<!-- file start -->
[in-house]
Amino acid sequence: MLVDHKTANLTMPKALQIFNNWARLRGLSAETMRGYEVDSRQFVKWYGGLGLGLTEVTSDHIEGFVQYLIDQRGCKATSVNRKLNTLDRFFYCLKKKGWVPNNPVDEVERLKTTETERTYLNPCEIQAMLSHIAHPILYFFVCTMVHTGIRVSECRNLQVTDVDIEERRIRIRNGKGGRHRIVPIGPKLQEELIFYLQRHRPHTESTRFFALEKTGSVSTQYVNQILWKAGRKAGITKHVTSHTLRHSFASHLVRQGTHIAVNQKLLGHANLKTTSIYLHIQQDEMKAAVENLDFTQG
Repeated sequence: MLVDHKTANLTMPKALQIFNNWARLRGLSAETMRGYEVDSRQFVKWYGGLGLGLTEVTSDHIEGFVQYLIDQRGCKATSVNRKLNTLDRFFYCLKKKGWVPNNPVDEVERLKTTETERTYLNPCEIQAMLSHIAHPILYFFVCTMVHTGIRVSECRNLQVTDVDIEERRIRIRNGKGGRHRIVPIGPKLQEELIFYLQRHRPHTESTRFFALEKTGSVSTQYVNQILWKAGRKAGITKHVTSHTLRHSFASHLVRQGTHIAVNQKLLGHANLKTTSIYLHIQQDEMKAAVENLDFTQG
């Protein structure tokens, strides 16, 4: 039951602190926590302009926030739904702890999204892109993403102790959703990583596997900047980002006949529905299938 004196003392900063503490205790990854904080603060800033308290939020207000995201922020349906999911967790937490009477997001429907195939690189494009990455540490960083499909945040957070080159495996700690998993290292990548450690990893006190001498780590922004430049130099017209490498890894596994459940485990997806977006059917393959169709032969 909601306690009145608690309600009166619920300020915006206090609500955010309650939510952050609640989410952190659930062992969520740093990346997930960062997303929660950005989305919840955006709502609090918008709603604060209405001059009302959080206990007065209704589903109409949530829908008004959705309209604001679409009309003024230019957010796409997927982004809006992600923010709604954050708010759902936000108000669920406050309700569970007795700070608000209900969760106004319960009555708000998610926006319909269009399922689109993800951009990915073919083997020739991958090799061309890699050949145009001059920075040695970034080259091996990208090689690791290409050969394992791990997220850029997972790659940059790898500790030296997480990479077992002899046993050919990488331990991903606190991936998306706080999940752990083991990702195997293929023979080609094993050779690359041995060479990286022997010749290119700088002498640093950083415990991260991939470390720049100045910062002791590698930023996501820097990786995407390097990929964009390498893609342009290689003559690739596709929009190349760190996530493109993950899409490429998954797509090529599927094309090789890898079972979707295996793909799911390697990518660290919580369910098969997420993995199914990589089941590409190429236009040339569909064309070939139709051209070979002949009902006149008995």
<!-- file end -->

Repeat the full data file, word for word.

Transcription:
[in-house]
Amino acid sequence: MLVDHKTANLTMPKALQIFNNWARLRGLSAETMRGYEVDSRQFVKWYGGLGLGLTEVTSDHIEGFVQYLIDQRGCKATSVNRKLNTLDRFFYCLKKKGWVPNNPVDEVERLKTTETERTYLNPCEIQAMLSHIAHPILYFFVCTMVHTGIRVSECRNLQVTDVDIEERRIRIRNGKGGRHRIVPIGPKLQEELIFYLQRHRPHTESTRFFALEKTGSVSTQYVNQILWKAGRKAGITKHVTSHTLRHSFASHLVRQGTHIAVNQKLLGHANLKTTSIYLHIQQDEMKAAVENLDFTQG
Repeated sequence: MLVDHKTANLTMPKALQIFNNWARLRGLSAETMRGYEVDSRQFVKWYGGLGLGLTEVTSDHIEGFVQYLIDQRGCKATSVNRKLNTLDRFFYCLKKKGWVPNNPVDEVERLKTTETERTYLNPCEIQAMLSHIAHPILYFFVCTMVHTGIRVSECRNLQVTDVDIEERRIRIRNGKGGRHRIVPIGPKLQEELIFYLQRHRPHTESTRFFALEKTGSVSTQYVNQILWKAGRKAGITKHVTSHTLRHSFASHLVRQGTHIAVNQKLLGHANLKTTSIYLHIQQDEMKAAVENLDFTQG
């Protein structure tokens, strides 16, 4: 039951602190926590302009926030739904702890999204892109993403102790959703990583596997900047980002006949529905299938 004196003392900063503490205790990854904080603060800033308290939020207000995201922020349906999911967790937490009477997001429907195939690189494009990455540490960083499909945040957070080159495996700690998993290292990548450690990893006190001498780590922004430049130099017209490498890894596994459940485990997806977006059917393959169709032969 909601306690009145608690309600009166619920300020915006206090609500955010309650939510952050609640989410952190659930062992969520740093990346997930960062997303929660950005989305919840955006709502609090918008709603604060209405001059009302959080206990007065209704589903109409949530829908008004959705309209604001679409009309003024230019957010796409997927982004809006992600923010709604954050708010759902936000108000669920406050309700569970007795700070608000209900969760106004319960009555708000998610926006319909269009399922689109993800951009990915073919083997020739991958090799061309890699050949145009001059920075040695970034080259091996990208090689690791290409050969394992791990997220850029997972790659940059790898500790030296997480990479077992002899046993050919990488331990991903606190991936998306706080999940752990083991990702195997293929023979080609094993050779690359041995060479990286022997010749290119700088002498640093950083415990991260991939470390720049100045910062002791590698930023996501820097990786995407390097990929964009390498893609342009290689003559690739596709929009190349760190996530493109993950899409490429998954797509090529599927094309090789890898079972979707295996793909799911390697990518660290919580369910098969997420993995199914990589089941590409190429236009040339569909064309070939139709051209070979002949009902006149008995």